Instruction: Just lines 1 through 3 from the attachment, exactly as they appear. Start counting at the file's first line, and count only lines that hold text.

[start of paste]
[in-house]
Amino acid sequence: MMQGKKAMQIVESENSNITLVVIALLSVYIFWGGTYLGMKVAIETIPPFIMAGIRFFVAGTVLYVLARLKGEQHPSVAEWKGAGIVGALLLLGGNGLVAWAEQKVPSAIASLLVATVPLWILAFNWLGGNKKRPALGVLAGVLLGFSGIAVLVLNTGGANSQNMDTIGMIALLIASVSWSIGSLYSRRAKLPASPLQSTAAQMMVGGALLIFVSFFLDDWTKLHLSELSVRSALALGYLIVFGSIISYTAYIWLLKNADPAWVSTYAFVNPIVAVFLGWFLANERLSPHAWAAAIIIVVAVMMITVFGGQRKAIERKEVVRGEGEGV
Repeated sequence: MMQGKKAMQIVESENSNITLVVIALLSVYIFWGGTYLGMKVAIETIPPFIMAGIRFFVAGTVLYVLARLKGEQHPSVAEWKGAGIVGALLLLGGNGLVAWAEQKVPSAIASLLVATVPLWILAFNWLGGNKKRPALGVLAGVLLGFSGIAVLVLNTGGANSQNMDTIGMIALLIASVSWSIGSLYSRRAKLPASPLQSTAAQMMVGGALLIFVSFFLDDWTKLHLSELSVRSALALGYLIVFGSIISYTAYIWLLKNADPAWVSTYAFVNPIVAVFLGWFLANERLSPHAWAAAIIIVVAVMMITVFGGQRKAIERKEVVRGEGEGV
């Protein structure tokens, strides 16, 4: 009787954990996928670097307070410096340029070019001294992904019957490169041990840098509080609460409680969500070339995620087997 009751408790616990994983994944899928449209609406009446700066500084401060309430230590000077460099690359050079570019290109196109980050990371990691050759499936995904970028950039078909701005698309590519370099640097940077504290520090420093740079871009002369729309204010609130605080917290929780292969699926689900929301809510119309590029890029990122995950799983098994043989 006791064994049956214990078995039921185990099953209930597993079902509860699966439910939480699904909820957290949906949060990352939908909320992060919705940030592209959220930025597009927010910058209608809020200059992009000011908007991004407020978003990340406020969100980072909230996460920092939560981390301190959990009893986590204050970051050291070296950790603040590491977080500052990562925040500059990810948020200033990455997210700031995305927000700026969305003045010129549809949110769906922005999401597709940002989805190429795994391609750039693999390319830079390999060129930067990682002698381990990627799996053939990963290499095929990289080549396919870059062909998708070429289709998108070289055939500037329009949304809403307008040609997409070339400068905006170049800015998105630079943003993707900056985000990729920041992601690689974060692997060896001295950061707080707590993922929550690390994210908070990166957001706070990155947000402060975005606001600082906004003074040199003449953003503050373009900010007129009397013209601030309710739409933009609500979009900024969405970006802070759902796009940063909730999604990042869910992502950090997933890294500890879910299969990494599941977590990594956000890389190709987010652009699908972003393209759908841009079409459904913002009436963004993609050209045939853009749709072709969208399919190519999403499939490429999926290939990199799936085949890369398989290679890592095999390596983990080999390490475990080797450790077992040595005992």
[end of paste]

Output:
[in-house]
Amino acid sequence: MMQGKKAMQIVESENSNITLVVIALLSVYIFWGGTYLGMKVAIETIPPFIMAGIRFFVAGTVLYVLARLKGEQHPSVAEWKGAGIVGALLLLGGNGLVAWAEQKVPSAIASLLVATVPLWILAFNWLGGNKKRPALGVLAGVLLGFSGIAVLVLNTGGANSQNMDTIGMIALLIASVSWSIGSLYSRRAKLPASPLQSTAAQMMVGGALLIFVSFFLDDWTKLHLSELSVRSALALGYLIVFGSIISYTAYIWLLKNADPAWVSTYAFVNPIVAVFLGWFLANERLSPHAWAAAIIIVVAVMMITVFGGQRKAIERKEVVRGEGEGV
Repeated sequence: MMQGKKAMQIVESENSNITLVVIALLSVYIFWGGTYLGMKVAIETIPPFIMAGIRFFVAGTVLYVLARLKGEQHPSVAEWKGAGIVGALLLLGGNGLVAWAEQKVPSAIASLLVATVPLWILAFNWLGGNKKRPALGVLAGVLLGFSGIAVLVLNTGGANSQNMDTIGMIALLIASVSWSIGSLYSRRAKLPASPLQSTAAQMMVGGALLIFVSFFLDDWTKLHLSELSVRSALALGYLIVFGSIISYTAYIWLLKNADPAWVSTYAFVNPIVAVFLGWFLANERLSPHAWAAAIIIVVAVMMITVFGGQRKAIERKEVVRGEGEGV